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Old 05-06-2012, 12:08 PM   #11
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Default Re: The Mendenhall bin Laden tweets - a year later

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Originally Posted by Steel Peon View Post
Indeed, and perhaps had the W Bush administration continued the counter-terrorism program that Clinton's administration had in place, we may have avoided 9/11 completely.
What "counter-terrorism" program would that have been? Bombing empty tents in Afghanistan or lobbing cruise missiles into aspirin factories in Sudan? And do you really think the planning and preparation for 9/11 started in January 2001 when Bush took office?
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Old 05-06-2012, 01:06 PM   #12
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Default Re: The Mendenhall bin Laden tweets - a year later

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Originally Posted by Steel Peon View Post
The tweets only annoy me because of how dumb and immature he comes off sounding. If you get a shot at an enemy of that magnitude, you just take him out with no emotion and move on........it's your solemn duty.



Indeed, and perhaps had the W Bush administration continued the counter-terrorism program that Clinton's administration had in place, we may have avoided 9/11 completely. All Bush would've had to do was SOMETHING besides NOTHING in counter-terrorism, but instead decided that the bombing of the USS Cole didn't require a response.



To be fair, Jimmy Carter did sign authorization to start funding Afghan guerrillas against the Soviet invasion, but Regan escalated the funding to a large degree, and HW Bush continued that, which gave birth to Al-Qaeda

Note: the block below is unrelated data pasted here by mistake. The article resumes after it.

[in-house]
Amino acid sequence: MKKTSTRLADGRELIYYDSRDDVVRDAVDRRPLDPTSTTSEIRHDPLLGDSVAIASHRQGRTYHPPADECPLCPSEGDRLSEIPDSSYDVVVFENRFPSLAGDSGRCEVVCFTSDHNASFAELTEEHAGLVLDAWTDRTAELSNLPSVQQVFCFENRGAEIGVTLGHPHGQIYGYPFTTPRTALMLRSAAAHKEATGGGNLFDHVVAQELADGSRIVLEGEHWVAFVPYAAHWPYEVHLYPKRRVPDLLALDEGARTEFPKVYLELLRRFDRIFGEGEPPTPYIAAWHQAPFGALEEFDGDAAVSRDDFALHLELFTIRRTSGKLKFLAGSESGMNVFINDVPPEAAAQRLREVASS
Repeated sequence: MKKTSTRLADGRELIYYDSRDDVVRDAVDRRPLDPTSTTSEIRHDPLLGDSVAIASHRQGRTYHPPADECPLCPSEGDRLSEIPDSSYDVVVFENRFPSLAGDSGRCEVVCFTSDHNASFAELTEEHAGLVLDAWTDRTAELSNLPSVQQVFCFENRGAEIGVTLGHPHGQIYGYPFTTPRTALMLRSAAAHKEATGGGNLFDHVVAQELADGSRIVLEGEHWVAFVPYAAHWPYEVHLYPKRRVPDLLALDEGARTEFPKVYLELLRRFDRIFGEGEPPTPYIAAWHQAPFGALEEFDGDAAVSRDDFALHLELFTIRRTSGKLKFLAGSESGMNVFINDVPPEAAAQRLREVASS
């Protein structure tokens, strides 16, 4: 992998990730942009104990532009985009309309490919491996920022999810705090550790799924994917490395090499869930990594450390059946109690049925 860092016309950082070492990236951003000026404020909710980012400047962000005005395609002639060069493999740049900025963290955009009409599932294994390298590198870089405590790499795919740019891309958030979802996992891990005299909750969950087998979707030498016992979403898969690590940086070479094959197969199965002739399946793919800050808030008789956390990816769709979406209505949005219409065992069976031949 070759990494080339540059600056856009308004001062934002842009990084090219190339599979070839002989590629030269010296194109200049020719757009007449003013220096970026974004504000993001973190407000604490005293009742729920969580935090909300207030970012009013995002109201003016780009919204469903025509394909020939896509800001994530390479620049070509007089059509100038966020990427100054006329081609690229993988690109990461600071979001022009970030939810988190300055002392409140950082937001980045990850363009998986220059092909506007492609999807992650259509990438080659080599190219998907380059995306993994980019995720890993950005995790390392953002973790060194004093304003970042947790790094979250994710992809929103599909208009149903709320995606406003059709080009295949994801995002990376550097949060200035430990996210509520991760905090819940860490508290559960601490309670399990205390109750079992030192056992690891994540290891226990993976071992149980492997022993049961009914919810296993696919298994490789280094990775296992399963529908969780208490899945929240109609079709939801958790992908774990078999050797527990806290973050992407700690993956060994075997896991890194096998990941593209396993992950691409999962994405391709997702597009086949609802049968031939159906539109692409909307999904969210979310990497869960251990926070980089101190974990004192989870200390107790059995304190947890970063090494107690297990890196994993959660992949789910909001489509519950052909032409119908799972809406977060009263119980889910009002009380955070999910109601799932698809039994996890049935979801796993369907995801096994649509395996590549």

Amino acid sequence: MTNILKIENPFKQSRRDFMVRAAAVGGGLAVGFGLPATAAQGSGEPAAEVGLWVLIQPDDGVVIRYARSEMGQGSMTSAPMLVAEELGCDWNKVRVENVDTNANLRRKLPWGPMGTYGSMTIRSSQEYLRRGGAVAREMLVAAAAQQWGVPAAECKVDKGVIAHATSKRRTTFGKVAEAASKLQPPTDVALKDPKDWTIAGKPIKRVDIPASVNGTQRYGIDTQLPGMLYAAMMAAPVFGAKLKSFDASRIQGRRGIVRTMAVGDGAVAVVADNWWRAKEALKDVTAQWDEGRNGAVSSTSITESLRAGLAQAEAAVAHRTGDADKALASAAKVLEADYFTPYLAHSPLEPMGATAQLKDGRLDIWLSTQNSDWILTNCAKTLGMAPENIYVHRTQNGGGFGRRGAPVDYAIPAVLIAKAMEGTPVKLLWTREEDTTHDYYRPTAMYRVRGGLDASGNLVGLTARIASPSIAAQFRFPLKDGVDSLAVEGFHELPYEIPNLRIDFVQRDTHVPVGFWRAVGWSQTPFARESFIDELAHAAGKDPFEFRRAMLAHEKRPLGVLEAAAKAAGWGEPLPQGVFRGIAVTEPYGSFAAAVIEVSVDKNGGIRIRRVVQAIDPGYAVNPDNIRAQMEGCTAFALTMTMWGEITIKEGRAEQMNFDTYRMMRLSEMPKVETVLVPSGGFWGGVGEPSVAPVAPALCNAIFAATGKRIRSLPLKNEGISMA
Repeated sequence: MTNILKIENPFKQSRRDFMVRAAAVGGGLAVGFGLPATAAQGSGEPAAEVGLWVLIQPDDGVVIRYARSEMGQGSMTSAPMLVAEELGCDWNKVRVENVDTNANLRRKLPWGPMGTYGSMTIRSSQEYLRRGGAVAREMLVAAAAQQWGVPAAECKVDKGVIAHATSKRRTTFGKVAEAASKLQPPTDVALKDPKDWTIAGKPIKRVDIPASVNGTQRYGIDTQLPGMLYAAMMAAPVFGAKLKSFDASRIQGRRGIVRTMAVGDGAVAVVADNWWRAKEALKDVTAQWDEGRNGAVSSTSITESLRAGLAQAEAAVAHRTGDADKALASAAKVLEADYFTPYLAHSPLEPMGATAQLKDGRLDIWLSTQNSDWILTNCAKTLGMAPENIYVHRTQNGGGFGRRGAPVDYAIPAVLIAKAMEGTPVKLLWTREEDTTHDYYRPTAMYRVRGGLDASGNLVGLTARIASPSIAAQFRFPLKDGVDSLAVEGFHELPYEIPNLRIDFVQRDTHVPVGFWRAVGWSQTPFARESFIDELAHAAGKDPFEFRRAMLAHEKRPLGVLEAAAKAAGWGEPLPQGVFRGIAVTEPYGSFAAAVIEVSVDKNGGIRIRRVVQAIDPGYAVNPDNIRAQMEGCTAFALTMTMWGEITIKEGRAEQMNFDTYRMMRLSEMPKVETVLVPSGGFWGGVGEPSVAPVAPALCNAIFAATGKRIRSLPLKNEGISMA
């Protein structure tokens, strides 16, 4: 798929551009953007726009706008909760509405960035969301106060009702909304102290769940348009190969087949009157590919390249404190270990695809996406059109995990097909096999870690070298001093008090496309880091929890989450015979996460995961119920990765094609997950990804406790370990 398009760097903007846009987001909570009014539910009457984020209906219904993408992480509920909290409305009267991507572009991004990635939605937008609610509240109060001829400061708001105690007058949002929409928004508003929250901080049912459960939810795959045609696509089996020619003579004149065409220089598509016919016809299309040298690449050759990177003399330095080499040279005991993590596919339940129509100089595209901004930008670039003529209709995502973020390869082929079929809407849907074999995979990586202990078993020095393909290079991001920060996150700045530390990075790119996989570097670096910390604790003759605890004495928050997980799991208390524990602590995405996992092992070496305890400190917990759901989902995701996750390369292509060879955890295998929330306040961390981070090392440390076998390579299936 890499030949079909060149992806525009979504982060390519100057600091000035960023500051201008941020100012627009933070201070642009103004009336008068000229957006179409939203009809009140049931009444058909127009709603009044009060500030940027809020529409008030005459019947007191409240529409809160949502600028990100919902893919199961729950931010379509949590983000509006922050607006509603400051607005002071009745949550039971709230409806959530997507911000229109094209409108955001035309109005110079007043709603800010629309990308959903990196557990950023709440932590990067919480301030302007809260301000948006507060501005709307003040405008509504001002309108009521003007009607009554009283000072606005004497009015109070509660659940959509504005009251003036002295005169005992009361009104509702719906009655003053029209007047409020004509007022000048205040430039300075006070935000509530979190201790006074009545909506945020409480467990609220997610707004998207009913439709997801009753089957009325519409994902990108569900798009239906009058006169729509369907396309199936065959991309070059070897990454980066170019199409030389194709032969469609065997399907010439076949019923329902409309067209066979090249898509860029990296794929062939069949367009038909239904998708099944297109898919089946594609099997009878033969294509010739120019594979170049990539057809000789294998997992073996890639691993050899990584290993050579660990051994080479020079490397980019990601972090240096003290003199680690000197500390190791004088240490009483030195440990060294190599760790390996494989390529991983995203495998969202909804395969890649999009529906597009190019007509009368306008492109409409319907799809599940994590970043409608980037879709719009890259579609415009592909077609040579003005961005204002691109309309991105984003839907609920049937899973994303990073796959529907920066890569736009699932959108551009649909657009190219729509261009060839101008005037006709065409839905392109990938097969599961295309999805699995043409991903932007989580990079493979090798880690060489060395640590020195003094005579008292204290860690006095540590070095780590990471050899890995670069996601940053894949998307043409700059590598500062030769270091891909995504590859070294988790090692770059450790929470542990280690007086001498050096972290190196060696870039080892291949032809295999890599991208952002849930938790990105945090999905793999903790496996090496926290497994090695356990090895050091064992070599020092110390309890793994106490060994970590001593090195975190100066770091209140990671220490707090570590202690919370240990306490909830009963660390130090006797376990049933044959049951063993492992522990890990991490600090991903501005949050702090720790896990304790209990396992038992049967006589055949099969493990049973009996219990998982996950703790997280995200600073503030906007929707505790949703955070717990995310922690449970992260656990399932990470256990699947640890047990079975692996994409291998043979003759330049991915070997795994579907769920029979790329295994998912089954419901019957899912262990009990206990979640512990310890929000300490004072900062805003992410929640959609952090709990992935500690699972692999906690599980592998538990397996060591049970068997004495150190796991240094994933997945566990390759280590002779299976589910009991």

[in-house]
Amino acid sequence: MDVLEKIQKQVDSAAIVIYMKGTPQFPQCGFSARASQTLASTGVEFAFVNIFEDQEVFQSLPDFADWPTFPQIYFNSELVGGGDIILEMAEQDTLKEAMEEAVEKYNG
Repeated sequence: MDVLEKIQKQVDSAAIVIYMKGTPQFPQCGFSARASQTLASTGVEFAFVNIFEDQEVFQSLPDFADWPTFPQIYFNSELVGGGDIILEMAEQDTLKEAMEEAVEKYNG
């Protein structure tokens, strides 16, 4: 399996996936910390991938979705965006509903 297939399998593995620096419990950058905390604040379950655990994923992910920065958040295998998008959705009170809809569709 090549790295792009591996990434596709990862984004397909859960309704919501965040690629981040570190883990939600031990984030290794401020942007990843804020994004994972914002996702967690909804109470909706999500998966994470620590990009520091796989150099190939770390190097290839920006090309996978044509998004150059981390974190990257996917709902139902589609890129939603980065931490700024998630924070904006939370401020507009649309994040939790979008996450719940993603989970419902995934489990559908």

http://en.wikipedia.org/wiki/Afghan_...ghan_civil_war

It's hard to blame any one administration during the transitional time period in which Al-Qaeda was born, but clearly not enough attention was being paid to what the leadership was planning.

http://en.wikipedia.org/wiki/Operati...lone#Aftermath



Either way, GW Bush's apathy on the subject is unforgivable, and the invasion of Iraq was a mistake of epic proportions.


ap·a·thy
   [ap-uh-thee] Show IPA
noun, plural ap·a·thies.
1.
absence or suppression of passion, emotion, or excitement.
2.
lack of interest in or concern for things that others find moving or exciting.


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World news

US chose to ignore Rwandan genocide

Classified papers show Clinton was aware of 'final solution' to eliminate Tutsis

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Rory Carroll in Johannesburg
The Guardian, Wednesday 31 March 2004 10.59 EST
Article history

President Bill Clinton's administration knew Rwanda was being engulfed by genocide in April 1994 but buried the information to justify its inaction, according to classified documents made available for the first time.

Senior officials privately used the word genocide within 16 days of the start of the killings, but chose not to do so publicly because the president had already decided not to intervene.